Yeovil player stands by Kewell 'dive' claim

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Hugo Rodrigues, the Yeovil Town defender, yesterday stood by his claim that Harry Kewell had admitted diving to win Liverpool a penalty in Sunday's FA Cup third-round tie.

The Portuguese centre-back said that the incident, which was shown live on BBC1, was the fifth time in the game that Liverpool players had tried to con referee Neale Barry. Despite vehement denials from Kewell - who claimed Rodrigues "misunderstood" what he said - the defender stated: "I spoke to him when it happened and said I had not touched him and he replied, 'Yeah, I know you didn't, but this is football, man. I had to dive'. I saw today that he said he didn't dive. That's his opinion."

Kewell angrily denied this, saying: "I would not dive. It's not fair on the opposition. Some strikers are known for doing that but I would never consider trying to con the referee... I know he touched me. It was the referee's decision to award the penalty and he was well placed to do so.

"I don't know why he's making such a big fuss about it now," Kewell added. "He came up to me during the game and asked me why I dived. I said to him 'Did you touch me?' And he said 'Yes'."

However, Rodrigues refused to back down. "I was told that all three commentators on the television said it wasn't a penalty," he said. "But they [Liverpool] also tried it four times in the first-half and the referee showed a yellow card to [El Hadji] Diouf.

"After the game everyone was speaking about what happened. In my opinion it was not a penalty - just watch the replay on television."

In the 76th-minute incident, from which Danny Murphy scored, Kewell certainly appeared to throw himself to the ground - but only after Rodrigues stuck out a leg. Yet, on closer examination, there didn't appear to be any contact.

Rodrigues said he had also spoken to Kewell after Liverpool's 2-0 win over the Third Division side. "I said it was a pleasure to play against him and congratulations to the winner. To be fair they are a great team but what they did in the first-half especially was not what I expected from a Premiership team. It's normal that sort of thing [diving] happening in Portugal, but I didn't think it happened over here. They just dived too much."

It is not the first time that Liverpool players have been accused of diving, with Diouf and the teenage striker Florent Sinama-Pongolle facing previous criticism. The charge has also been levelled at Michael Owen in the past, while Emile Heskey has, throughout his career, been attacked for the ease with which he falls over. But Liverpool are hardly alone; Arsenal and Manchester United players have also received criticism.

Kewell's agent, Bernie Mandic, was adamant that the 25 year-old Australian had not admitted duping the referee. "I would be shocked and amazed if Harry said that," Mandic said. "I think with these sort of things you should look at a player's previous history, and that pretty much tells you what he is about. I think this fellow Rodrigues is trying to make the best he can out of the situation."

Phil Thompson, Liverpool's assistant manager, claimed: "Harry said their lad asked him 'What did you do that for?' Harry said to him 'If you touch me, you know what is going to happen.' If their lad is taking that to mean Harry is going to dive, that is up to him, but it just meant that if you touch a striker in the box, it is likely to be a penalty. Their lad has misunderstood, he has got it wrong."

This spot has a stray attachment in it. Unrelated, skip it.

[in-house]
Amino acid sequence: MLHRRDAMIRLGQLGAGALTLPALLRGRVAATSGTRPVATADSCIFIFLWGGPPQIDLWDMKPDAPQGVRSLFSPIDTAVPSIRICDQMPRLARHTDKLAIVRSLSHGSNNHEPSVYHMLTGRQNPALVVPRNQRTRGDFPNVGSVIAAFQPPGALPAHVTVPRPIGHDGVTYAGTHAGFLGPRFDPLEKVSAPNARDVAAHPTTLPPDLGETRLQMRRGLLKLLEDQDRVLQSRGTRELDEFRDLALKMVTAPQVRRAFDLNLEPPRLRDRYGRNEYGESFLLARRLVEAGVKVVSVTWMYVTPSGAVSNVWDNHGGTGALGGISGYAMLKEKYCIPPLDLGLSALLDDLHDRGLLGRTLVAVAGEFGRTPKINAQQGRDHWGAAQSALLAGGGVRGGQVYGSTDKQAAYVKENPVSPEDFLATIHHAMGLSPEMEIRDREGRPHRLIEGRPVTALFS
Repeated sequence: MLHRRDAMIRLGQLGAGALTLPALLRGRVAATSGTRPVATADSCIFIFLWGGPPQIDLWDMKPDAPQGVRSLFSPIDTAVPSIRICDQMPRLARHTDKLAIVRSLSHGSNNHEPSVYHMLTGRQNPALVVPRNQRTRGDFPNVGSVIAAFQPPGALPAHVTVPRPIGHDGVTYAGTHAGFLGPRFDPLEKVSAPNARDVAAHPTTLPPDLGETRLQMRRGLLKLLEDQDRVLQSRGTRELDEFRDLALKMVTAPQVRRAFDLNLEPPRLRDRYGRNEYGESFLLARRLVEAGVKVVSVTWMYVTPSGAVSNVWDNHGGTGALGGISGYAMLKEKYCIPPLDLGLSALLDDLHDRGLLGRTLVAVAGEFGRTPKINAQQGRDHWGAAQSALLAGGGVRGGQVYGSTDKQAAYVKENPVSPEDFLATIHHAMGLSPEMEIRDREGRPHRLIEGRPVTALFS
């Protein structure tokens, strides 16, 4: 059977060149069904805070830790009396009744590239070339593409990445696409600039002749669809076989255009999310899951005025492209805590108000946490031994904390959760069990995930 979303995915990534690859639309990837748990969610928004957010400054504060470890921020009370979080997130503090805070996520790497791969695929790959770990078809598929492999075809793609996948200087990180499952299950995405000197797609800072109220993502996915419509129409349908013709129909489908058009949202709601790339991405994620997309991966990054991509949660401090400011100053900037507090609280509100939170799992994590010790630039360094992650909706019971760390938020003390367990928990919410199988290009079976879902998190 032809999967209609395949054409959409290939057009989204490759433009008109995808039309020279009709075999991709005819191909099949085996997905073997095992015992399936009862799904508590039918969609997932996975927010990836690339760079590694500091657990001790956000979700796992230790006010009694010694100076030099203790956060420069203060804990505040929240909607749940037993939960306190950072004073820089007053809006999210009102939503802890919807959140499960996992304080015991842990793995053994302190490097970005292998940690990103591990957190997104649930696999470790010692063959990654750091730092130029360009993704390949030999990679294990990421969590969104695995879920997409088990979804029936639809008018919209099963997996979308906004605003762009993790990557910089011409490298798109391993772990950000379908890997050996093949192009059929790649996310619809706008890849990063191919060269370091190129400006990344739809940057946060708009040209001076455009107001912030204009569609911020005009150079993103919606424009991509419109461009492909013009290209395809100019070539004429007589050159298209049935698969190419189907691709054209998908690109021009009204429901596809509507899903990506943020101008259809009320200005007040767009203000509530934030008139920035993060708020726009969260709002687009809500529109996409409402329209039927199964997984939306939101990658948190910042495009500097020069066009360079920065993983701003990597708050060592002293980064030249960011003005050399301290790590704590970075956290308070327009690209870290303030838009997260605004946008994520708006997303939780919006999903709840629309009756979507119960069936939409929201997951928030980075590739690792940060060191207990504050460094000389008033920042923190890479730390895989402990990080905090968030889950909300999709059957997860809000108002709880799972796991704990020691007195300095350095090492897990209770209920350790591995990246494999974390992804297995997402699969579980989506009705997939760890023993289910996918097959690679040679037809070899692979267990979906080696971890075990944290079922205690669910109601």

Rodrigues - the tallest player in Britain at 6ft 8in - joined Yeovil last summer and, ironically, in an interview ahead of the Liverpool game, said that the most enjoyable thing about English football was the unwillingness of players to dive and cheat.

The incident sparked further debate with John Baker, the head of refereeing at the Football Association, saying: "Everybody feels a bit sick when you do get an attempt to deceive the referee. If you [the referee] have been cheated you feel the same thing. No one likes to think they've been conned." Baker confirmed that there is no chance of Rodrigues making a case to an FA video panel.



Or, as he became known, "Lee Won Pen". During the 1971-72 season Lee scored 15 penalties for Manchester City, the overwhelming majority of which he had won himself. He appeared to perfect the art of tripping over his own feet as he ran into the penalty area.


His most infamous moment came in the 1990 World Cup Final. Klinsmann soared through the air as the Argentinian Pedro Monzan approached. He landed and executed three rolls, just for good measure. The defender became the first player to receive a red card in the final. Klinsmann, when he later played for Tottenham Hotspur, incorporated a dive into his goal celebrations - but left out the roll.


Provoked a mini-riot by flinging himself to the ground in the 90th minute of a match against Derby County in 2001. After winning the spot-kick he exploded in a fist-pumping celebration which led to him being chased to the corner flag by Derby players. He denied the allegation of cheating.


Constantly described as a diver. Twice against Arsenal earlier this season his honesty was questioned - first over an incident which led to the sending-off of Patrick Vieira who kicked air rather than the Manchester United striker, and then for winning a penalty which he missed sparking the crazy reaction of Arsenal players. Arsène Wenger said: "I think Van Nistelrooy does not help. He's a great player but I think his attitude is always looking for a reaction or diving."


Labelled "the best French diver since Jacques Cousteau" after the penalty he won against Portsmouth earlier this season. Pires flicked his right foot at the stationary leg of Dejan Stefanovic, thus creating the illusion of a foul. Stefanovic claimed when he asked Pires if it was a penalty, the reply was "that's football".